Posted on Leave a comment

Interesting Design Gift Ideas

Check out these Design Gift Ideas images:

Image from page 72 of “International studio” (1897)
Design Gift Ideas
Image by Internet Archive Book Images
Identifier: internationalstu70newy
Title: International studio
Year: 1897 (1890s)
Authors:
Subjects: Art Decoration and ornament
Publisher: New York
Contributing Library: Robarts – University of Toronto
Digitizing Sponsor: University of Toronto

View Book Page: Book Viewer
About This Book: Catalog Entry
View All Images: All Images From Book

Click here to view book online to see this illustration in context in a browseable online version of this book.

Text Appearing Before Image:
aced the Entrure, thesunken one printing the Moule or outline.{Thn article to be concluded in a later issue.) QTANFORD WHITE MEMORIAL The memory of the late Stanford Whiteis to be perpetuated through the erection thisautumn of a pair of bronze doors which the friendsof the distinguished architect and art lover willpresent to the New York University. They willbe installed at the entrance to the Ubrary buildingat the university which Mr. White designed.The trustees have formally signified their accep-tance of the gift and the committee in chargewill begin at once to appeal for funds solely fromfriends and admirers of the late architect. Sub-scriptions from the general public, while theymav not be refused, are not desired. .•s a delicate attention from the men in chargeof the project, the work of designing the memorialhas been entrusted to the Fon of Stanford White,Mr. Lawrence Grant White, who may thus paya personal tribute to the memory of his fa^^her. Landscape Painfimy in Aincyica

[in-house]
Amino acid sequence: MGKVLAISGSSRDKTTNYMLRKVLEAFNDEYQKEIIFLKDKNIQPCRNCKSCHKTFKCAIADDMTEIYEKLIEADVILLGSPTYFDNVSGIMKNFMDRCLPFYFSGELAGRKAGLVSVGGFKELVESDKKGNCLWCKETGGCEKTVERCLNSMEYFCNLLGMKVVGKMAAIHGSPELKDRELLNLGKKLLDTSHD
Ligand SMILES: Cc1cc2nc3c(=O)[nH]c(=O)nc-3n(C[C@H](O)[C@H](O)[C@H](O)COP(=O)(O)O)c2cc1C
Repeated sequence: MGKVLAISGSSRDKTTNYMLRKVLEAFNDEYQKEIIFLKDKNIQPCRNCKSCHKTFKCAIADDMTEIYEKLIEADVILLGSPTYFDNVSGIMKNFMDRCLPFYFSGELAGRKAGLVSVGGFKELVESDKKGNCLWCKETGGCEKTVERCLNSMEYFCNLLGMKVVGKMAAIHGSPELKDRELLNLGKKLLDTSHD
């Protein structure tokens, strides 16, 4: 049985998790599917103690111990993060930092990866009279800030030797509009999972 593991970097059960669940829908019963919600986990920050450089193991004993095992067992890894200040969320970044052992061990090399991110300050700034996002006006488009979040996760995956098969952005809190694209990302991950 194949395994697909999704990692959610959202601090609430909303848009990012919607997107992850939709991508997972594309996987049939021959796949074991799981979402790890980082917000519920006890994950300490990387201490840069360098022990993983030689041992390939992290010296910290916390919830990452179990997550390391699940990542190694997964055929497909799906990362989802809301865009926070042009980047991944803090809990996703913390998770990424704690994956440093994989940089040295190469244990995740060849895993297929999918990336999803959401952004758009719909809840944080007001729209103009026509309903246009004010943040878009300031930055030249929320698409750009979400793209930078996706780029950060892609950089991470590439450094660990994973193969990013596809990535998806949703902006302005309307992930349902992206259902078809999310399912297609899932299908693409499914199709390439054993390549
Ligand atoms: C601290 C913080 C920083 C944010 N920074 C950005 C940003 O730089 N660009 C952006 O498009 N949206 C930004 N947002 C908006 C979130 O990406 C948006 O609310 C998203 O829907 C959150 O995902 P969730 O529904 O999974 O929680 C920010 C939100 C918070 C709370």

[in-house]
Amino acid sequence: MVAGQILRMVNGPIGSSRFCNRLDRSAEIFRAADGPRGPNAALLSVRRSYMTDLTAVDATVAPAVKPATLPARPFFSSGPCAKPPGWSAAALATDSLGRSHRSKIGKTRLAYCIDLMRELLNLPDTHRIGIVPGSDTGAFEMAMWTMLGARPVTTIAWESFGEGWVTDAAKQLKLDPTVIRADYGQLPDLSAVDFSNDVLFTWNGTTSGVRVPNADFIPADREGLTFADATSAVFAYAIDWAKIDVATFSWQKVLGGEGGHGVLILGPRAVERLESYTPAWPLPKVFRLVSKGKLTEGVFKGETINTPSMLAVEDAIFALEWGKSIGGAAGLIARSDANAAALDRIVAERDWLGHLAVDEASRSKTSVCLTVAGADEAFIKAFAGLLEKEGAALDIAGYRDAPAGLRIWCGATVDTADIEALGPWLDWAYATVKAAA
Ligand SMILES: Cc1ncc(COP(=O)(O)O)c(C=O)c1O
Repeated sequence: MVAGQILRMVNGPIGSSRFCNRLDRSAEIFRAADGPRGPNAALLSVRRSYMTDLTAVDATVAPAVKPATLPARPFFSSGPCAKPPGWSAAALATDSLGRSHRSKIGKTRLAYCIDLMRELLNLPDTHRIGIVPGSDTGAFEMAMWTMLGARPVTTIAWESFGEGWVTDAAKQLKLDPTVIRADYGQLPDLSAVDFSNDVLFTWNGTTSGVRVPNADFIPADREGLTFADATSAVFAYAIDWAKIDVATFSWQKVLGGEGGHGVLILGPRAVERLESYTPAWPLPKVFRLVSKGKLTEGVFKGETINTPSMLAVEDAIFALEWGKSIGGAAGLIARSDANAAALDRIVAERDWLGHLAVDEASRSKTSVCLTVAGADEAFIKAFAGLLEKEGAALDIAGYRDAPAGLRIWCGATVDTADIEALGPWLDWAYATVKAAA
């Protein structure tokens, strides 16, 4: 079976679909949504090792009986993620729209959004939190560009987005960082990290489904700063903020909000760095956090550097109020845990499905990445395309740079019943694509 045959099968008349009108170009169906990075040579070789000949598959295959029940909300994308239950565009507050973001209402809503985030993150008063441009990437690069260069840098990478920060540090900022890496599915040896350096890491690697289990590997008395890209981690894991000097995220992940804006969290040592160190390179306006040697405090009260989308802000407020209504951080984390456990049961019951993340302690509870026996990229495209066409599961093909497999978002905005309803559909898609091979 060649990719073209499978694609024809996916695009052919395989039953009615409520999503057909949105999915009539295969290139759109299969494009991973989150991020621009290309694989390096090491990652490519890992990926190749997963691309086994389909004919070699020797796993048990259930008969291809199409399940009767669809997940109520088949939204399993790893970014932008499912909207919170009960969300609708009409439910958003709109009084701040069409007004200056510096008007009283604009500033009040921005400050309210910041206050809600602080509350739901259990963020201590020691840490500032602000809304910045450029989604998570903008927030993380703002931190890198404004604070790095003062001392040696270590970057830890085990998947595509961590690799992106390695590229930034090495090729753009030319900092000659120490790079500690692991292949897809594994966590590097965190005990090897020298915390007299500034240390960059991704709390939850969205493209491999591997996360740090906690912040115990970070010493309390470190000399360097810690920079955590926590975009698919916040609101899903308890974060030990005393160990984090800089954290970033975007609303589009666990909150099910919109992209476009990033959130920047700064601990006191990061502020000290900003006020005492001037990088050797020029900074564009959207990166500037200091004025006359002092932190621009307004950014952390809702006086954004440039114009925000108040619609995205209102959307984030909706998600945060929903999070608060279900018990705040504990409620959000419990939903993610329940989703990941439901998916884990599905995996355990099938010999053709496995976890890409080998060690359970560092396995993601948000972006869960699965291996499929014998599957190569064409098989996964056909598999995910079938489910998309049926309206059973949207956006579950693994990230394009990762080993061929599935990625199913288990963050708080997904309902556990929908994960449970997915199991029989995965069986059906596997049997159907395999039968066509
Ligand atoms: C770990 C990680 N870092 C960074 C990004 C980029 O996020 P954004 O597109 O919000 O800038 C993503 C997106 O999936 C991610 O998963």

Text Appearing After Image:
OLD FARM AT MDNTCLAIR BV (iEORC.E INNES L ANDSCAPE PAINTING IN AMERICABY AMEEN RIHANIPART I T o artists stopped before the picturethat seemed to be the magnetic centre in thegallery. One of them criticized it from a properdistance, the other approached it condescendinglyand, with a familiar gesture, pointed out a goodpassage. As one would say, after reading apoem, There is a good line in it. But neithermethod can ser-e a good purpose when the pointof view, in treating a subject somewhat unwieldyfor a magazine article, must necessarily besynthetic. Movements, more than individualachievements, I set out one day to investigate.(The reader need not fear of losing himself withme: he can change his mind and stoj? whereverhe please.) But we must first make up our mind that thegesture artistic and the good passage arenegligible in our method of approach. We shallleave the detail to the recognized authorities inthe cavilling art. And if we succeed in gettinga general and correct idea about

Note About Images
Please note that these images are extracted from scanned page images that may have been digitally enhanced for readability – coloration and appearance of these illustrations may not perfectly resemble the original work.

Liberty on her small island in New York harbour.
Design Gift Ideas
Image by denisbin
Statue of Liberty.